Germanwings' Andreas Lubitz Researched Suicide Methods & Cockpit Doors, Prosecutors Say
Authorities investigating the Germanwings crash said in a press conference on Thursday that the co-pilot believed to have deliberately slammed the airplane into the French Alps, Andreas Lubitz, had researched suicide methods and cockpit doors sometime during the week before the crash. German prosecutor Christoph Kumpa said authorities found a tablet in his home that Lubitz had used to explore ways to carry out suicide, ABC News reported, suggesting a degree of premeditation in his actions.
Investigators had discovered the tablet in his Dusseldorf apartment and reconstructed his searches from March 16 to March 23, the day before the crash. Prosecutors' spokesman Ralf Herrenbrueck told the Associated Press in a statement that the 27-year-old co-pilot's search terms included medical treatment and suicide methods, as well as cockpit doors and their security systems.
[He] concerned himself on one hand with medical treatment methods, on the other hand with types and ways of going about a suicide. In addition, on at least one day, [Lubitz] concerned himself with search terms about cockpit doors and their security precautions.
However, Herrenbrueck stressed that evaluation of the evidence from Lubitz's house was preliminary at this point, and it would require more time to be verified. Investigators are exploring the possibility of Lubitz fearing he would lose his pilot's license over his mental health and vision concerns as a motive for the crash.
A law enforcement official with knowledge of the investigation told CNN Thursday that Lubitz was seeing at least five, maybe six doctors leading up to the crash, indicating that the pilot was "very afraid" that his medical issues would cost him his pilot's license. According to the CNN source, that fear led to him seeking help from doctor after doctor. Of the five he saw, one was a sleep specialist to help him with his troubles sleeping.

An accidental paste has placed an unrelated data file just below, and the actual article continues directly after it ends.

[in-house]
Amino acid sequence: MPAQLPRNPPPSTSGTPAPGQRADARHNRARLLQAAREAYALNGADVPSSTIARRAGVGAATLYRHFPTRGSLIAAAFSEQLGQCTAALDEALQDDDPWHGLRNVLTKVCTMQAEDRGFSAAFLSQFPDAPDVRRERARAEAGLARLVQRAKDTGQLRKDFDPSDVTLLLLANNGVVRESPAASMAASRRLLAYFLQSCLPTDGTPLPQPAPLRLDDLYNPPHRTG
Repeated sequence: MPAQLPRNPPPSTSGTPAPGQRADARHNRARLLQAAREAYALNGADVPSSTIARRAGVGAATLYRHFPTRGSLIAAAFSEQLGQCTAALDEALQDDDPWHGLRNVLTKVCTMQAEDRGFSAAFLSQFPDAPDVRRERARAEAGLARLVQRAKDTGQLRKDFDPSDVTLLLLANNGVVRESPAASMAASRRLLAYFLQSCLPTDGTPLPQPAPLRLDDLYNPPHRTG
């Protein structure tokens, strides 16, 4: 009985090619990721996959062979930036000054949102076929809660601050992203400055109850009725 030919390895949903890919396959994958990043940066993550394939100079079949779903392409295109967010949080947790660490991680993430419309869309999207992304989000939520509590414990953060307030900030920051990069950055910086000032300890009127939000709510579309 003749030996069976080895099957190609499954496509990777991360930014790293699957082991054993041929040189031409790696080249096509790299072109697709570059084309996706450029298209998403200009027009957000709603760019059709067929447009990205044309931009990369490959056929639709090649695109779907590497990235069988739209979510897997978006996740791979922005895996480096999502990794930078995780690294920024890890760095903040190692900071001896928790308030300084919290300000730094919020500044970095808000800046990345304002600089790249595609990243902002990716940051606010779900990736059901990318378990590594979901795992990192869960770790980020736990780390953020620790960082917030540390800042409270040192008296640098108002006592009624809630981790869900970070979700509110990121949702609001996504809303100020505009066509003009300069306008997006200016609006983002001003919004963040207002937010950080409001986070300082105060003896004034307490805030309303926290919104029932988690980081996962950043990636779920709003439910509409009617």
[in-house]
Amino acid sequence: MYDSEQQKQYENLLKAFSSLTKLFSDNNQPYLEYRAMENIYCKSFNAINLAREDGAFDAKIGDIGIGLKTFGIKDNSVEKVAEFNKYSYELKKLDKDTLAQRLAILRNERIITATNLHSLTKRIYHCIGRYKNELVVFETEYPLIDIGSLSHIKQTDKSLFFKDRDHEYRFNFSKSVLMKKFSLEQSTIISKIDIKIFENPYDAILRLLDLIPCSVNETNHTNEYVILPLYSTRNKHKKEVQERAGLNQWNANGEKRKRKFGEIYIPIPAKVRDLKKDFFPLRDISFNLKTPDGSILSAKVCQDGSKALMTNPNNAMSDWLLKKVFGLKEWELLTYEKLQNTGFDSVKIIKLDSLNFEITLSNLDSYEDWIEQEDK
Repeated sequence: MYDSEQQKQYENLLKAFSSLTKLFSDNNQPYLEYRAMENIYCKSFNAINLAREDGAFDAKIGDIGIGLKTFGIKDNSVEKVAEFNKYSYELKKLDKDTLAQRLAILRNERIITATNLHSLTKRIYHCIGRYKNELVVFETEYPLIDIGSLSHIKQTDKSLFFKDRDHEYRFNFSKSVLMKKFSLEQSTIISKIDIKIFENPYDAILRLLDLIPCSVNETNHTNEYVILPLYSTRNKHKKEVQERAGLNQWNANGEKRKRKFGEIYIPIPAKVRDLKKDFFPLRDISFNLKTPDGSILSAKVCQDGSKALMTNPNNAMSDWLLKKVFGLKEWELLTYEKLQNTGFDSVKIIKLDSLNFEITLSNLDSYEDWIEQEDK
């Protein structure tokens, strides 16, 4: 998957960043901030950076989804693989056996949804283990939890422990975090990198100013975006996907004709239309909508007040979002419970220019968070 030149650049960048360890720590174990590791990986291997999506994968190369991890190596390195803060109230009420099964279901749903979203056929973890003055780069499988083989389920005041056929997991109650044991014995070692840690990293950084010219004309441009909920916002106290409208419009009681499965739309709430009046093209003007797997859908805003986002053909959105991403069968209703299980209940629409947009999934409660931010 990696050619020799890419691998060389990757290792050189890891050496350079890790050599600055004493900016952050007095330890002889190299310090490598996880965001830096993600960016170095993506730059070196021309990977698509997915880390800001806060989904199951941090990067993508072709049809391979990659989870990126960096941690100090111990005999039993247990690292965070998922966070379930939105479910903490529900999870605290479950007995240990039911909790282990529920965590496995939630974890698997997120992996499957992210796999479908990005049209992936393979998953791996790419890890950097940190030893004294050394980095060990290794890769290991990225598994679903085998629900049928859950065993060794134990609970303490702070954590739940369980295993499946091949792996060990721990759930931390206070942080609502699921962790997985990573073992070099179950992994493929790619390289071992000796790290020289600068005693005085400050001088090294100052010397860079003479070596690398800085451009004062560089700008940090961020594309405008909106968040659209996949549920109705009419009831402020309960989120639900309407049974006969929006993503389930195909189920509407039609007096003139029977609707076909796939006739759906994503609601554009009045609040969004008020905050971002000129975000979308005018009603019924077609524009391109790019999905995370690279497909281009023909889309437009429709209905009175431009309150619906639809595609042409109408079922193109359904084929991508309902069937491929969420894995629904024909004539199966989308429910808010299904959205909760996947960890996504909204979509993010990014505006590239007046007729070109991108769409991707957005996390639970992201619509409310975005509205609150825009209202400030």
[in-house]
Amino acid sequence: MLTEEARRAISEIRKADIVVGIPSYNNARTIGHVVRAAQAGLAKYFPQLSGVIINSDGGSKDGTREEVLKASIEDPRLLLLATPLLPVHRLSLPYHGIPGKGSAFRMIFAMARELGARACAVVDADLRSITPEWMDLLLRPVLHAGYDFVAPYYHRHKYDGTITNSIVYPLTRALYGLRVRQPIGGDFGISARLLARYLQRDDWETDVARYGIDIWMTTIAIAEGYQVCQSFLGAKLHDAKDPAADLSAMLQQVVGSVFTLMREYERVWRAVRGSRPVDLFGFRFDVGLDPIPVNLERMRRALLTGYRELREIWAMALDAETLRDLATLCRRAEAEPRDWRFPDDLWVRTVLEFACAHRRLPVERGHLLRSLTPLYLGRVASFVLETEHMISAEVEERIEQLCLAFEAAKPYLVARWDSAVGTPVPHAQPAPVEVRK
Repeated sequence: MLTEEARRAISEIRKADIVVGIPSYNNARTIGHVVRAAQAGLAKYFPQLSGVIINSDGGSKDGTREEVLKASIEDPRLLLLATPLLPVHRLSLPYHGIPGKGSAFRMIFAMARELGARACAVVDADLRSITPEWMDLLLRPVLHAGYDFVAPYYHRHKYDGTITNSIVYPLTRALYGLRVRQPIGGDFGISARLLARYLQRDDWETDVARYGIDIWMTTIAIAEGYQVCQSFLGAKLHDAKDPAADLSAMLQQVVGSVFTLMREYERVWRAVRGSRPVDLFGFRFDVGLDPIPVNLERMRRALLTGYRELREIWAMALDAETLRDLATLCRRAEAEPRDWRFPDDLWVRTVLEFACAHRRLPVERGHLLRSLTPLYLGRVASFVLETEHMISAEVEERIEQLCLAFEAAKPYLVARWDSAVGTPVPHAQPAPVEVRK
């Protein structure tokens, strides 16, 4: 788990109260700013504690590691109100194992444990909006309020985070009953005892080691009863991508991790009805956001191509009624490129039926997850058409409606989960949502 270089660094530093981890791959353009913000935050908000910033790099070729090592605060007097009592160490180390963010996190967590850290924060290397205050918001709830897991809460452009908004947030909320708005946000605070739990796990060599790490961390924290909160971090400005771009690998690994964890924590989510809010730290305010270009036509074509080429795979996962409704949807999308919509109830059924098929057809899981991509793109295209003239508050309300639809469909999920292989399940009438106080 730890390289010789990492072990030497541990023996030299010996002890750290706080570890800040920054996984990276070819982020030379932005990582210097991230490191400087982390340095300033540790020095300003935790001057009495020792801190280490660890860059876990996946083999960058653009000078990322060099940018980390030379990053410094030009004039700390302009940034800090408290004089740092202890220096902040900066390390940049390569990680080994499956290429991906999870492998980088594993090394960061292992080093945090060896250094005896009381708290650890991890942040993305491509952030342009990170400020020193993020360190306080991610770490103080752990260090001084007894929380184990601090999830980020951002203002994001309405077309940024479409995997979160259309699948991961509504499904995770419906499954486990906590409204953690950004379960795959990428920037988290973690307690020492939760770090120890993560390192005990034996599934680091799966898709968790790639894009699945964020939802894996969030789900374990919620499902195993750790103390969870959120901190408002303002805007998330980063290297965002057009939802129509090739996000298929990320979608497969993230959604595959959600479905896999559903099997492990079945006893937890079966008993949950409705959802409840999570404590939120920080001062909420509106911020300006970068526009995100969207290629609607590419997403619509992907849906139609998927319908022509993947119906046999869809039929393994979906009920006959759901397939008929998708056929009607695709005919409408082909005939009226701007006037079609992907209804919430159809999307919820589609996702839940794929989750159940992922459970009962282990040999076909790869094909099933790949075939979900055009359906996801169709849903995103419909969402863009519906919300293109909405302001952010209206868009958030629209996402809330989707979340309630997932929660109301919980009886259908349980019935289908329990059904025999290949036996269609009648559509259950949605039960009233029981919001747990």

The Germanwings Flight 9525 was en route to Dusseldorf from Barcelona on March 24 when it crashed into the Alps, killing all 150 people on board, including Lubitz. Investigation into what was initially thought to be a tragic accident revealed that the crash was likely a deliberate act by a young pilot who hid a history of mental conditions from his employers. A search of Lubitz's home on Friday came up with several doctor's notes declaring him too ill to work, including a torn-up one dated from the day of the crash.
Investigators are currently delving into Lubitz's psychological health. ABC News reported that a special commission of 100 people, known as "Alps," has been put together to investigate the pilot's life as well as to collect evidence that would identify more than 70 German victims.
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